Labour, the Conservatives and the Liberal Democrats all ended July with their monthly poll averages up on June. Only Ukip showed a decline – its first since March:
Labour’s average for July was 36.3%: 0.5 percentage points higher than June. It’s the second month in a row that the party has enjoyed a rise. But while Labour is almost back to its April rating of 36.6%, it’s still a way off its 2014 high of 38.4%, which it hit in February.
The Tories were also up in July. They added 0.8 percentage points to their June average to reach 32.7%: the same rating as February. The Tories’ highest monthly average so far this year came in March, when they managed 33.2%.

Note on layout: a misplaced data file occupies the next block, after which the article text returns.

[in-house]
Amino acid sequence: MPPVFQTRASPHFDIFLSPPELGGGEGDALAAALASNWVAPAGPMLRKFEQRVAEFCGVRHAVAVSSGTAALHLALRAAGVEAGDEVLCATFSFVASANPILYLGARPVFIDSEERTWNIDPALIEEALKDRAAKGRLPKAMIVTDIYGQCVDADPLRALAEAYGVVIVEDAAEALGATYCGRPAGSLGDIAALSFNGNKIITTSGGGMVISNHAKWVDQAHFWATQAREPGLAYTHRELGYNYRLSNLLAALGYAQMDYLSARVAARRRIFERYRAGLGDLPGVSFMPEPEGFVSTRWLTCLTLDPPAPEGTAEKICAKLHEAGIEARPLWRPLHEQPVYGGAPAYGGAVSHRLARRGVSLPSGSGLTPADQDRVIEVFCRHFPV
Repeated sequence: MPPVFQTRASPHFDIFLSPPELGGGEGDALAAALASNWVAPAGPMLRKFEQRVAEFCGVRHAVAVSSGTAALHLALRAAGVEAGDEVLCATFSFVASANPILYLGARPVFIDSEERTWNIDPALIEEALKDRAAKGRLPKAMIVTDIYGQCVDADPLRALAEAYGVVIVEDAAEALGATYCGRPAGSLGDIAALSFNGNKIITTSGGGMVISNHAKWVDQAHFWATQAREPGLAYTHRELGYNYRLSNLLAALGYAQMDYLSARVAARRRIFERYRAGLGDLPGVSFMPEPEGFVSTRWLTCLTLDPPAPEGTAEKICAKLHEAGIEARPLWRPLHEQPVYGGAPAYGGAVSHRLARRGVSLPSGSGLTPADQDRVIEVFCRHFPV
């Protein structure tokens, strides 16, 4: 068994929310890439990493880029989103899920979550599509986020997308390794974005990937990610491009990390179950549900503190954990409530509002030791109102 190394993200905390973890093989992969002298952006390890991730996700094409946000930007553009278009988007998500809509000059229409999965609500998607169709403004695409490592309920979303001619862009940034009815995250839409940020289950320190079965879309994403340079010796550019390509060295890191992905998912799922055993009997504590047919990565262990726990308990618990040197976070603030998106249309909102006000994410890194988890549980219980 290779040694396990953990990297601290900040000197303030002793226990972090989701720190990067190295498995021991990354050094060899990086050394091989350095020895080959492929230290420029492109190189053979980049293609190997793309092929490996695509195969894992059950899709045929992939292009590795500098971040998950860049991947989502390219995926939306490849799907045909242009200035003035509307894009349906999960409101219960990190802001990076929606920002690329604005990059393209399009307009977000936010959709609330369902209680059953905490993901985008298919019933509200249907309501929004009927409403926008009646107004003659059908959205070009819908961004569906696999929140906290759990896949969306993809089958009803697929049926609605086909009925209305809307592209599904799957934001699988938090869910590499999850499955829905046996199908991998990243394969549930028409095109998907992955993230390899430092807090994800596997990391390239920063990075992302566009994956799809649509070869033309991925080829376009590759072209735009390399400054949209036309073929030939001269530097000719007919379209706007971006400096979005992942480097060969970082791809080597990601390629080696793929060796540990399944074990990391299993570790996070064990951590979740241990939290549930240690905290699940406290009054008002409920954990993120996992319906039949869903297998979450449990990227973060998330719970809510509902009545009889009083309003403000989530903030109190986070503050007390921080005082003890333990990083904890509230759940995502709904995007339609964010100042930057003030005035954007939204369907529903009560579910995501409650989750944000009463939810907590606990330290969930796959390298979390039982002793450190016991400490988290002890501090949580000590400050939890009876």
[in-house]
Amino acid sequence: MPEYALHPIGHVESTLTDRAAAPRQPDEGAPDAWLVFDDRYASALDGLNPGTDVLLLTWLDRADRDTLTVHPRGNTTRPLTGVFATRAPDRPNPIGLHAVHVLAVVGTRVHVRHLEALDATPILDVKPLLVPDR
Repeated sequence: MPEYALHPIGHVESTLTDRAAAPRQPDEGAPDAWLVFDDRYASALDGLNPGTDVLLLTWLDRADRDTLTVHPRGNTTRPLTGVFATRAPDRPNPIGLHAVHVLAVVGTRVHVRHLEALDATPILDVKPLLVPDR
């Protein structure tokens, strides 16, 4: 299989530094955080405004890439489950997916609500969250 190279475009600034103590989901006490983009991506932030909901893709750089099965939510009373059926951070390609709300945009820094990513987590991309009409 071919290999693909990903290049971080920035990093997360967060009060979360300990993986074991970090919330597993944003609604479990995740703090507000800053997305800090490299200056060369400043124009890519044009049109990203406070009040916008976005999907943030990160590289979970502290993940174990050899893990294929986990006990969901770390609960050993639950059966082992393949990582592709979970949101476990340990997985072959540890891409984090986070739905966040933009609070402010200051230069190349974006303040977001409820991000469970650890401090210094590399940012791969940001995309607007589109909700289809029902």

After sinking to their lowest ever monthly average in June – 7.9% – the Lib Dems have crept back up above 8%, ending July with an average of 8.3%. I guess the party must take relief where it can find it, though let’s be frank: 8.3% is still absolutely awful.
As for Ukip, July was the month where we saw the party’s traditional spring election bounce turn into its equally traditional summer stumble.
Its monthly average fell 1.7 percentage points from 15% in June to 13.3%.
In 2013, its average dropped from 14.1% in June to 12.4% in July. By September it was down to 11.4%, ending the year at 11.1%.
Clearly this will be one of the key trends to watch for in August. And remember, I am only dealing with trends: I’m not trying to analyse individual polls or attempting to read anything else into these figures by way of predictions or extrapolations. As I’ve said before, I’m only concerned with patterns and curiosities arising from polling data in and of itself.
For reference, here’s how the averages have changed over the past 12 months: